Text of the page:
Do you plan school weekly, monthly, quarterly, or yearly? Whichever way you prefer it can still be helpful to make an overall yearly plan.
Why do you need an overall yearly plan in your homeschool?
- It serves as a guide for all the plans you make throughout the year.
- You can see at a glance where you’re at during the school year. Are you on course or does your child need to be more diligent in a specific subject?
- An overall yearly plan reminds you of the goals you had at the beginning of the year and helps you stay focused on them.
- If you had to take a break from school because of illness or other life happening, you can easily see where you left off and pick right back up.
What should be included in an overall yearly plan?
The good news is you don’t have to go into deep details in an overall yearly plan. It’s an overview not a yearly lesson plan. It should include:
Course of Study for Each Child
A course of study shows what subjects your child will be studying that school year and what materials you plan to use to teach each subject. It’s also great to keep in your child’s portfolio as a handy reference to what you’ve studied each year.
Here’s a template for a course of study you can use:
Make a reading list for each child that is reading on their own or a book list to work through with your younger children. Include all of the books you would like them to read during the year.
Give your children their own copies of their reading lists so they can mark them off as they finish them. Something as simple as marking off the books they’ve finished can help them stay motivated and feel accomplished. Plus you can easily see if they are spending enough time reading to get through the list by the end of the year.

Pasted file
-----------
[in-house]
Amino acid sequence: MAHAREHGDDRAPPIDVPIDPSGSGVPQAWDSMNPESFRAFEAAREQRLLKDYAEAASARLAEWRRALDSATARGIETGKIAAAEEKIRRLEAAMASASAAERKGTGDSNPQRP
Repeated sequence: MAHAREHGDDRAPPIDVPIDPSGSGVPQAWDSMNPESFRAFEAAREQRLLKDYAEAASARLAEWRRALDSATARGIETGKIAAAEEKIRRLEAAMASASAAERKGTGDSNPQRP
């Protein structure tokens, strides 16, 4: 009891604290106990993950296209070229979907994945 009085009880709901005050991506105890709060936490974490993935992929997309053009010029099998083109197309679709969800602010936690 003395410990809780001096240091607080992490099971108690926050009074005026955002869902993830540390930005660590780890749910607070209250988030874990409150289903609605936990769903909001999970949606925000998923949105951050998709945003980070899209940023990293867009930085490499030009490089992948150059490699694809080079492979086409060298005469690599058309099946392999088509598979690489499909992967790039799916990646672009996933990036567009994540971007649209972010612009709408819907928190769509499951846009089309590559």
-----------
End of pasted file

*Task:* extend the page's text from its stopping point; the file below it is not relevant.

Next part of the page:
Number of Lessons Chart
Make a chart to keep track of how many lessons should be finished each week to stay on course throughout the school year.
- How many weeks are in your school year?
- Divide the number of lessons in each subject by the number of weeks in your school year to give you an idea how many lessons should be completed each week.
# of lessons ÷ # of weeks = how many lessons should be completed each week
- 16 science lessons ÷ 32 school weeks = 1/2 a lesson each week that should be completed or 1 lesson every 2 weeks
- 160 math lessons ÷ 32 school weeks = 5 lessons of math that should be completed each week
So a simple chart to refer to would like:
- Science – 1 lesson every 2 weeks
- Math – 5 lessons a week
That’s all that you need to do to make an overall yearly plan.
Use it as a reference when you sit down to make your lesson plans or as a guide to make sure you’re children are completing enough lessons each week to stay on course.
For more help preparing for your homeschool year sign up for the 6 Weeks to a Better School Year Challenge and receive daily emails with new challenges to get you ready for a great year.
Sarita Harbour is a busy mom/step-mom blessed with seven kids ranging from age 29 down to five. She lives off the grid with her family in a lakefront chalet in the beautiful wilderness of Canada’s far north. Sarita is so grateful to work from home while giving her two youngest children a Christian homeschool education. She spends her days teaching, writing, and learning the ropes of homesteading off the grid. Visit her site, Off Grid Life, for free printables and resources on getting started with homesteading, off grid living, frugal living, foraging, and wilderness living skills for the whole family.
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